This project encompasses design, implementation, and experimental evaluation of an operating system (OS) targeted specifically for compute nodes in "cloud" data centers. Cloud computing offers a chance to rethink OS design, as the goal is not a desktop system but rather an efficient building block for large clusters that support networked applications. The proposed OS acts as a "dumb" node in a cluster, taking commands from an external cluster manager and handing out resources to applications as appropriate. This, plus the use of relatively few devices and no graphical user interface, means it need only support a small fraction of traditional OS features. Instead the focus is on high performance with many cores, performance isolation, remote control, and tiers of service.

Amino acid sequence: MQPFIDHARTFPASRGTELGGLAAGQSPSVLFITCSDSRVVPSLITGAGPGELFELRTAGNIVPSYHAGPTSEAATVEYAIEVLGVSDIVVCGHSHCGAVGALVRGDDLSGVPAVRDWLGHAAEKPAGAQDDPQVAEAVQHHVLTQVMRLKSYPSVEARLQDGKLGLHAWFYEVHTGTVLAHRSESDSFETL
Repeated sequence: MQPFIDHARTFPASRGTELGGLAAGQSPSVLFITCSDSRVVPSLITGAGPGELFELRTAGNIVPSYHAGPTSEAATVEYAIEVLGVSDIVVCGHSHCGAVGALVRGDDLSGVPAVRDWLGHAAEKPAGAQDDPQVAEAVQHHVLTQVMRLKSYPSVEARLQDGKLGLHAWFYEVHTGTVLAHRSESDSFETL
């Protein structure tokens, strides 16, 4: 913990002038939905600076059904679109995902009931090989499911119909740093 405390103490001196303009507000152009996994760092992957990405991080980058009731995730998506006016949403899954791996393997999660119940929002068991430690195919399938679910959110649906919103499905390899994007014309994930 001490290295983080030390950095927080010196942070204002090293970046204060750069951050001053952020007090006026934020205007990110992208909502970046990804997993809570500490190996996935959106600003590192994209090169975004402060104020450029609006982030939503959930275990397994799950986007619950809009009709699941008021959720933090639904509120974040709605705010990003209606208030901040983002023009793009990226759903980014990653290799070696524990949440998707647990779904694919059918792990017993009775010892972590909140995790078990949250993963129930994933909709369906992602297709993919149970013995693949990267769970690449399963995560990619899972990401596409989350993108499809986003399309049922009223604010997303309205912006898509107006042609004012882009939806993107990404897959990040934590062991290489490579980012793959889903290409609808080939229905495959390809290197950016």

The operating system mechanisms explored in this project have potential to improve data center efficiency, both by improving single-node efficiency, and by making it easier to leverage underutilized nodes for batch processing and large-scale data analysis without hindering latency-sensitive applications. For greater impact, the project will release the source code of the developed OS as free, open-source software. An earlier version of the operating system that focused on enabling many-core parallelism has already been released. The new OS has potential uses for education as well for exploring higher-level cluster OS ideas. In addition, the principal investigator will leverage Berkeley's SUPERB program to bring in underrepresented undergraduate students for an 8-week summer research experience.